One week later, by 12/7/2011, Judge James utilized simple and free programs known as “geolocation tools” to isolate the location of where a random sample of the putative defendants lived. When she saw that none of them lived in California, she filed an orders in both cases questioning Ira’s “good faith” in filing this case in the first place. She also indicated that had she known then what she knows now, she would have never given the order to allow Ira to subpoena the ISPs to determine who the John Doe Defendants were. As a result, she ordered Ira to run the geolocation tools himself and dismiss everybody who did not live in California (coming soon). She also ORDERED that Ira Siegel MAY NO LONGER SEND ANY SETTLEMENT DEMAND LETTERS. Even better, to any Doe Defendants to whom he sent letters, he must send them a second letter telling them that they do not need to comply with his demand letter. Lastly, she nullified any settlement reached on or after the date of her order. Ira asked her to change her order, and on 12/8, she denied his request. Thus, to those of you who received settlement letters, expect to get a second letter explaining everything that I have written here.
While the scope of this article is to discuss the recent acts by Judge James, I wanted to point out that on Friday, the Digital Rights Foundation filed an amicus brief with the court urging them that Ira Siegel not only knew about these issues (e.g., filing against Doe defendants knowing the court had no personal jurisdiction over them), but essentially that what he has done amounts to fraud upon the court.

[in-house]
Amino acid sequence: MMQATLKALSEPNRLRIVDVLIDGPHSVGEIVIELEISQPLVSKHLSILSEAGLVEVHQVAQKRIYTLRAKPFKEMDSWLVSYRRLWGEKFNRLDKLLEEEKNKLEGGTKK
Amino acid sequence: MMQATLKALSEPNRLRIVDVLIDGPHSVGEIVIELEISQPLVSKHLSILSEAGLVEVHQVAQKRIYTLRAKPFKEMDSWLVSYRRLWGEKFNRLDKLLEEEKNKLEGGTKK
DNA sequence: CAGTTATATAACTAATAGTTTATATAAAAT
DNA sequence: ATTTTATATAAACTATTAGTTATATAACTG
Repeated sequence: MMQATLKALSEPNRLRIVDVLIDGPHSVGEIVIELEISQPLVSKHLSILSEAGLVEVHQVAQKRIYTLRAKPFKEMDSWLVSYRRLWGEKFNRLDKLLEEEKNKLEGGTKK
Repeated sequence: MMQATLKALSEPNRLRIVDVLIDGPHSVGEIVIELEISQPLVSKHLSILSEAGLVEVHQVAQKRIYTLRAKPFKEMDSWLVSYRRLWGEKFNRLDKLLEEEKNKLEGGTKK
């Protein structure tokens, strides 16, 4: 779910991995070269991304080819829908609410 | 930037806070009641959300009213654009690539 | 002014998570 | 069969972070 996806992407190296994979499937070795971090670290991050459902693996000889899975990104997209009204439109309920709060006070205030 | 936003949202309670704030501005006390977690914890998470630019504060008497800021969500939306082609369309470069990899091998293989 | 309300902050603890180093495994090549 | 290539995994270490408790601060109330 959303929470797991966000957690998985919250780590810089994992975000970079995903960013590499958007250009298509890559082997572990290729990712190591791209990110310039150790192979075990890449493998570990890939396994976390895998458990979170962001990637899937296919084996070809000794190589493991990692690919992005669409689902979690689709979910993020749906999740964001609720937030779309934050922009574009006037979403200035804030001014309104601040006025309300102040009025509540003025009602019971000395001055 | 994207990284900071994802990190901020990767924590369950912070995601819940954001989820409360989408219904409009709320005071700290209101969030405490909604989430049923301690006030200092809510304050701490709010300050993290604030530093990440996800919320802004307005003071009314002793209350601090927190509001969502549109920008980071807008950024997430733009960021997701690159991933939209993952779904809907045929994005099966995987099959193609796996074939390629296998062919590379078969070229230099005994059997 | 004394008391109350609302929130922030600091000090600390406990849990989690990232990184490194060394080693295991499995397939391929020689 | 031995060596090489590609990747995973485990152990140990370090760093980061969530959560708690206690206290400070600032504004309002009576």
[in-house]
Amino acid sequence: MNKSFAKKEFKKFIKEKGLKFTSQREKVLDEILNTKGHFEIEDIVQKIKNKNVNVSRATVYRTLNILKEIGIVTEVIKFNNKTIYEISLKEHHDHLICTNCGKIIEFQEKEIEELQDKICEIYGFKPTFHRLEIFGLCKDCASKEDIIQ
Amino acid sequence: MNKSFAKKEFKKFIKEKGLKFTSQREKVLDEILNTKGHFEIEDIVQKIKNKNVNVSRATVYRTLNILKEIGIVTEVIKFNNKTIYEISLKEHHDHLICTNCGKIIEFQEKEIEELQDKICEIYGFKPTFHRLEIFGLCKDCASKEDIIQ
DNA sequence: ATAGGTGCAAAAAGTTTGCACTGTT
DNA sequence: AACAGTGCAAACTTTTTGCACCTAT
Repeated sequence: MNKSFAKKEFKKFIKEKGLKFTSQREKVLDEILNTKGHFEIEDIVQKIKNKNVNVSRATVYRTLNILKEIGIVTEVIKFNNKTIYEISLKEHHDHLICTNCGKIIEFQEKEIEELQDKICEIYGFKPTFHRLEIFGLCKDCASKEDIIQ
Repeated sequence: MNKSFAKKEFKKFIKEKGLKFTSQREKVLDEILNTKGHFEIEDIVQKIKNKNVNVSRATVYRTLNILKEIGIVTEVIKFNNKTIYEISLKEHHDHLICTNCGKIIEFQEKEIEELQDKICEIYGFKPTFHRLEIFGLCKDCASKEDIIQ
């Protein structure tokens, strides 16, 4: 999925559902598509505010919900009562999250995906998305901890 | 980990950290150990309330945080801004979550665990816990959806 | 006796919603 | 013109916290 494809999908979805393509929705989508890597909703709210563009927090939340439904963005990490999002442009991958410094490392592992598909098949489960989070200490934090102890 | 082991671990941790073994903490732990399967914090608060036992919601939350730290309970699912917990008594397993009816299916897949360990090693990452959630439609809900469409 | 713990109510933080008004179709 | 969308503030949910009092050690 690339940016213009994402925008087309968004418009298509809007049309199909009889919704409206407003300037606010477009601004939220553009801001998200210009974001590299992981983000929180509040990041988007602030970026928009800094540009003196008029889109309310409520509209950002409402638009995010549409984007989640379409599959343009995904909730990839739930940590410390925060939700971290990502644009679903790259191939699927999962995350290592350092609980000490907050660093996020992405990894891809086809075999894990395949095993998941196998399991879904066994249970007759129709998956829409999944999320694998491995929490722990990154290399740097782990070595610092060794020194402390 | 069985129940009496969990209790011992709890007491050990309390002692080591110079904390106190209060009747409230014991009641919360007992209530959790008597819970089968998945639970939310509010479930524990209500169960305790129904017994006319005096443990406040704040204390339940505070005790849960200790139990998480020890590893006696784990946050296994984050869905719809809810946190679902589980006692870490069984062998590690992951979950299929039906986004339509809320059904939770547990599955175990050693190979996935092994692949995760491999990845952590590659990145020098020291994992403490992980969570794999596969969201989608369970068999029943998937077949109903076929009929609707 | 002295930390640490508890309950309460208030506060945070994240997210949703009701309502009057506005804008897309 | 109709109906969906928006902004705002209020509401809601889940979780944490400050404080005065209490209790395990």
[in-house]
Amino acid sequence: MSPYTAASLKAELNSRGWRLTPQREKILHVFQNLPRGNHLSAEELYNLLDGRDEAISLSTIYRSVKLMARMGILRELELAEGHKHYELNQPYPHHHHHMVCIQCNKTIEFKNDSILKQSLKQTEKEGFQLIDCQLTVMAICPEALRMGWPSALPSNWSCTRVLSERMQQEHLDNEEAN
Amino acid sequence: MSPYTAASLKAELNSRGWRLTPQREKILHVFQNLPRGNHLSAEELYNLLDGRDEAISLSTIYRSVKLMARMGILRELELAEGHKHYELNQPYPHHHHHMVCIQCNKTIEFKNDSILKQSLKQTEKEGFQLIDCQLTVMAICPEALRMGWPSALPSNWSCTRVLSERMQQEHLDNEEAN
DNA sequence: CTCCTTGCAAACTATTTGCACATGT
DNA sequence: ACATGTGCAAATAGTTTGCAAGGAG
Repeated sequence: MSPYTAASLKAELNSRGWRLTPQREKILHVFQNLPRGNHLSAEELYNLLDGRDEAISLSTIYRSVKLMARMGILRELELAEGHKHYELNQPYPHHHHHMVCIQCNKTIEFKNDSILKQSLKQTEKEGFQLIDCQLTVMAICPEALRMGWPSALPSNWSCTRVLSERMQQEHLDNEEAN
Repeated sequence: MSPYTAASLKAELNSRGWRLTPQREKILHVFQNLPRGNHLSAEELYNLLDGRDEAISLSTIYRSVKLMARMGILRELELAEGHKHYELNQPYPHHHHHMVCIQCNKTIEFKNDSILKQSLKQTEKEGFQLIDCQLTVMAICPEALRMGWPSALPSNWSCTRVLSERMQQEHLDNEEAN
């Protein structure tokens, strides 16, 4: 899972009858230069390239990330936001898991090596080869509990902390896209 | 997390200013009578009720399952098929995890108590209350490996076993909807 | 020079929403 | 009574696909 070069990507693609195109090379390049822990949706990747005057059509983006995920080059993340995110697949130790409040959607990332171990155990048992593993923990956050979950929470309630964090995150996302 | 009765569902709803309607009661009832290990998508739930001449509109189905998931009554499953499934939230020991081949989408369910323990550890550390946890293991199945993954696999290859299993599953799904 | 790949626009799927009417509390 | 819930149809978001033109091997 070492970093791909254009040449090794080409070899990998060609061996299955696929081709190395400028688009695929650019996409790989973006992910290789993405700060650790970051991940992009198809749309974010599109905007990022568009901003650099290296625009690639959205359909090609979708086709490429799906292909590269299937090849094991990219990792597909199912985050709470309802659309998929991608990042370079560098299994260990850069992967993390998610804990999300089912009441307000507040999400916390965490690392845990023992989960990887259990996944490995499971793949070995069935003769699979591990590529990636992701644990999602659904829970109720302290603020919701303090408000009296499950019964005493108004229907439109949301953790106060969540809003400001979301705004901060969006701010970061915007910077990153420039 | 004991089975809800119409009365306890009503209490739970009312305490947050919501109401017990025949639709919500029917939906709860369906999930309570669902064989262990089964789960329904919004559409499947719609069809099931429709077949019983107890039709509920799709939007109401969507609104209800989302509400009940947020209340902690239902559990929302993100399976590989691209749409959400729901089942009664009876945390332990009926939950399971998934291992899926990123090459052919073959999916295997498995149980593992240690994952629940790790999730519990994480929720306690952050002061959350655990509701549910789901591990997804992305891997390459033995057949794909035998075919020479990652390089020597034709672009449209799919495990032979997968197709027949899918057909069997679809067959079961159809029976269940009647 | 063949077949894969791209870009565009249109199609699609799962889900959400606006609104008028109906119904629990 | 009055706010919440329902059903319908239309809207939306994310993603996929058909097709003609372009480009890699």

You could end reading the article here, but if you would like to know Ira’s most recent set of acts (and this might actually make you upset) — for some time, he has been hiring local attorneys and has only now started suing John Doe defendants in states OUTSIDE of California — something in the past he never did. In short, he is copying what Patrick Collins, Inc. has done for months now, and what John Steele (now, Prenda Law, Inc.) are now doing — that is, he is suing smaller groups of defendants in their home states, most recently with his Digital Sin v. Does cases that he is having Mike Meier file on his behalf. I hate to make the comparison to something sinister, but you stamp him down in one court, and he spreads his tentacles out to other courts. Obviously there is more to come. I expect more news starting on Wednesday, 12/14 (or perhaps on the day(s) following this should the judge learn that he has not complied with her orders).